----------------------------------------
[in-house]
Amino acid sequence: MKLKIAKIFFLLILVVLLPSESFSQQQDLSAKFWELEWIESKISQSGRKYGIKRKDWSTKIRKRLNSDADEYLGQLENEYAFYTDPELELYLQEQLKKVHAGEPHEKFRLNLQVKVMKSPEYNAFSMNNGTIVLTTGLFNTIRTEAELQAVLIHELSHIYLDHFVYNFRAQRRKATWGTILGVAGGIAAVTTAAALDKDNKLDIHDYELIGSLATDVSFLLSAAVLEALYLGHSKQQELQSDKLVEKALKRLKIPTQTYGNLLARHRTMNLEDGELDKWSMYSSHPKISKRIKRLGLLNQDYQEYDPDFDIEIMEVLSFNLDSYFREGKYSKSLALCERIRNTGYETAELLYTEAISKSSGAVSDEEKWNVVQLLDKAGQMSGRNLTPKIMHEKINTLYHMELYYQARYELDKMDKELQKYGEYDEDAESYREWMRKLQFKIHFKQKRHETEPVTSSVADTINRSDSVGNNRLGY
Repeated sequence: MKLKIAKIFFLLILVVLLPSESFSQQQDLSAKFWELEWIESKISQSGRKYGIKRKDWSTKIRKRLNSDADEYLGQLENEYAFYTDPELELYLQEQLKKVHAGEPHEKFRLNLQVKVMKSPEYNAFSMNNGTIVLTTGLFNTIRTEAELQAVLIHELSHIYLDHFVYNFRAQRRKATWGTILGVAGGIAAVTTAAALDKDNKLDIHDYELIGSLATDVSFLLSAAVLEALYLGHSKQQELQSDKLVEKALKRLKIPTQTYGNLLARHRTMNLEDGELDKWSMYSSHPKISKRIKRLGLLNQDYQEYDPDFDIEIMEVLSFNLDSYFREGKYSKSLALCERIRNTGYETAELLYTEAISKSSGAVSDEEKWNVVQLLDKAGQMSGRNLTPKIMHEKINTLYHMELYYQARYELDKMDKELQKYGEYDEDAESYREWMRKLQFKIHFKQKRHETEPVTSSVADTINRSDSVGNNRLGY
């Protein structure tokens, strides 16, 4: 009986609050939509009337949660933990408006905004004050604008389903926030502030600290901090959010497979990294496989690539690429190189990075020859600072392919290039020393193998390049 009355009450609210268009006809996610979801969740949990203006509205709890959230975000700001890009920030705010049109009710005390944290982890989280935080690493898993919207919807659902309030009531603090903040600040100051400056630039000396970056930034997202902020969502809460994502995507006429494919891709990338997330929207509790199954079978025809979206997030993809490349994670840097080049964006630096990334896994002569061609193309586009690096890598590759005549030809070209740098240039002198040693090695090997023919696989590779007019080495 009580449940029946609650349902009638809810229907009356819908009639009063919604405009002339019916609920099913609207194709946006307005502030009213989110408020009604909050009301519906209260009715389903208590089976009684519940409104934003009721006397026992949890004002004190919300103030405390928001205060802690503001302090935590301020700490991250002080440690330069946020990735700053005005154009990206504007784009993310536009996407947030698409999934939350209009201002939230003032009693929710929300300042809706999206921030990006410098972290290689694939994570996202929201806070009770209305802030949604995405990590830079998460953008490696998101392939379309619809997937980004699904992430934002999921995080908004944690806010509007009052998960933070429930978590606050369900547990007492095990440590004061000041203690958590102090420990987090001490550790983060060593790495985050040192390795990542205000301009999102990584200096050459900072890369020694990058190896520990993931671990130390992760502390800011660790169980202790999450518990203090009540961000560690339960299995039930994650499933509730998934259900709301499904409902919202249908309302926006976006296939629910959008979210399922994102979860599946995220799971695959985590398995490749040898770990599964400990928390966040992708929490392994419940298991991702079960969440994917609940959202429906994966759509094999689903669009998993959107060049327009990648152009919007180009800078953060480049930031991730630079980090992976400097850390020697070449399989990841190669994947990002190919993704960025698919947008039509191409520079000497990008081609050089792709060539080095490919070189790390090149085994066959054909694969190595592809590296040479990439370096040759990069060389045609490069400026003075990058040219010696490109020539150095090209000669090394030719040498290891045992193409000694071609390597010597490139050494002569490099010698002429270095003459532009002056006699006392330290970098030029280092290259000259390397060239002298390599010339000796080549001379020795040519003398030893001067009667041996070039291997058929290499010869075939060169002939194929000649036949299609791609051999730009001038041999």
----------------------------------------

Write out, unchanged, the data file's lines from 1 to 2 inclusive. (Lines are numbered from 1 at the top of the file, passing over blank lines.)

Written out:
[in-house]
Amino acid sequence: MKLKIAKIFFLLILVVLLPSESFSQQQDLSAKFWELEWIESKISQSGRKYGIKRKDWSTKIRKRLNSDADEYLGQLENEYAFYTDPELELYLQEQLKKVHAGEPHEKFRLNLQVKVMKSPEYNAFSMNNGTIVLTTGLFNTIRTEAELQAVLIHELSHIYLDHFVYNFRAQRRKATWGTILGVAGGIAAVTTAAALDKDNKLDIHDYELIGSLATDVSFLLSAAVLEALYLGHSKQQELQSDKLVEKALKRLKIPTQTYGNLLARHRTMNLEDGELDKWSMYSSHPKISKRIKRLGLLNQDYQEYDPDFDIEIMEVLSFNLDSYFREGKYSKSLALCERIRNTGYETAELLYTEAISKSSGAVSDEEKWNVVQLLDKAGQMSGRNLTPKIMHEKINTLYHMELYYQARYELDKMDKELQKYGEYDEDAESYREWMRKLQFKIHFKQKRHETEPVTSSVADTINRSDSVGNNRLGY